see that's essential for this reaction to occur.
So the substrate binding has happened.
We have formed at this point what we call
the ES Complex, enzyme substrate complex.
Now in the next step you see right here, what has
happened is we see the reaction going on.
And the enzyme has actually changed its
shape slightly from the initial binding
to bring A and B into closer proximity.
Well, of course, for a chemical reaction closeness
is an absolutely essential requirement
for the reaction to occur. So the slight
change in the shape of the enzyme
has converted A and B from being apart
to being slightly closer together.
These changes of shape can be very large
on enzyme terms, or it can be very very startle,
but nonetheless the change happens with every reaction.
Now the reaction is occurring
again, as we can see, because
they have been brought
into close proximity.
At this point as the
reaction is going on
we have something called the ES* complex.
And we can just simply think about this as the
place where the reaction is now able to occur.
As we look at this reaction closer, we see
during the reaction a part of A,
has moved from A to B.
And this has been a transfer of a
part of one substrate to another.
A is no longer A
and B is no longer B, at this point.
We have made what we call the EP complex.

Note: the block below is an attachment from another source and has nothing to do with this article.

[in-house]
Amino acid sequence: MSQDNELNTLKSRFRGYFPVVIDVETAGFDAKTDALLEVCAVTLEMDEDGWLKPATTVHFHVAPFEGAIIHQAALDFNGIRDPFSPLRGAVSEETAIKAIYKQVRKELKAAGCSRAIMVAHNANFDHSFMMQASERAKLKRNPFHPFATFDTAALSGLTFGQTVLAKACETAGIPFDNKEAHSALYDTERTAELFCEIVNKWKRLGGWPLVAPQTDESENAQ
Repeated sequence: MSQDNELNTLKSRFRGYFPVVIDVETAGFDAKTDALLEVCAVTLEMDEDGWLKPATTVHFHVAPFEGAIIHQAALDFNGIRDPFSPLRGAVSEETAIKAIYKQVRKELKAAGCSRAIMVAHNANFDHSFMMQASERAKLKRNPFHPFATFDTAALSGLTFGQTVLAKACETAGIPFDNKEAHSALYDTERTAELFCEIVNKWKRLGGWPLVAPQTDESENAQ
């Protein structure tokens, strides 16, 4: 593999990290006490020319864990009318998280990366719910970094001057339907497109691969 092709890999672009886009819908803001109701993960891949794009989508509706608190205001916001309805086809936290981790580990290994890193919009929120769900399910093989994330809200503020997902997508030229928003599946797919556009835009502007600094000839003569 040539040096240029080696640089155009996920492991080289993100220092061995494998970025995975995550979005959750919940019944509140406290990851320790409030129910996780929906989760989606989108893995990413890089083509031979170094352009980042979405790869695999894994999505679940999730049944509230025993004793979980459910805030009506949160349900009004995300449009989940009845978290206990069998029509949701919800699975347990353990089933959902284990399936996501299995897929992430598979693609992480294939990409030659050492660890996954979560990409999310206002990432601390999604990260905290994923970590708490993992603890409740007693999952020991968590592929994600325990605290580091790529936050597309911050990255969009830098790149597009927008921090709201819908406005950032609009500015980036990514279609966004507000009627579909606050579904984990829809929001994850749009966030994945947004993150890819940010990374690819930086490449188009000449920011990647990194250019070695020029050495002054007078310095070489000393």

We have made the products
but we haven't released the products yet.
So A has become C
and B has become D.
Now the products are still contained within the enzyme.
But the products are different than A and B were.
So just as A and B
cause the enzyme to change shape
so too will C and D cause the enzyme to change shape.
And you can probably see where this is headed.
The enzyme is going to back to where it was.
And that's what happens right here.
We see in this reaction now that the enzyme
has been changed and it's changed back to its initial state.
In the initial state, we can think of its
finger being open like my hand is open
and C and D are ready to go flying away.
The enzyme now being back in its original state
is able to go and bind more substrate.
It's ready for the next process. Now if
we think about this, our definition of a
catalyst that everybody learns in
freshmen chemistry, is a molecule
or an entity that catalyzes a reaction
but it's unchanged in the process.
That's a principle that is hammered into
every freshmen chemistry student.
Now we see that enzymes are actually
slightly violating that principle.
They are being changed transiently during the process
but they ended up in the end
in the same way they started.
So overall they are not violating
it but they cheat a bit.
We see in this slide then a summary of all the reactions
or the steps and the process that you have seen before.
And I don't wanna go through those
again but I do wanna make the point
that you notice that the
arrows are going both ways.
And that means that this reaction and every
step in this reaction is reversible.
Now reversibility of a
reaction is a very important thing to
keep in mind when we are talking about
metabolic processes. For that matter even
non-metabolic processes. But especially
for metabolic processes; because,
we have to think that is "What are the conditions
that would make something go backwards?"
We have seen how enzymes flexibility enables
enzymes to accomplish what they accomplish.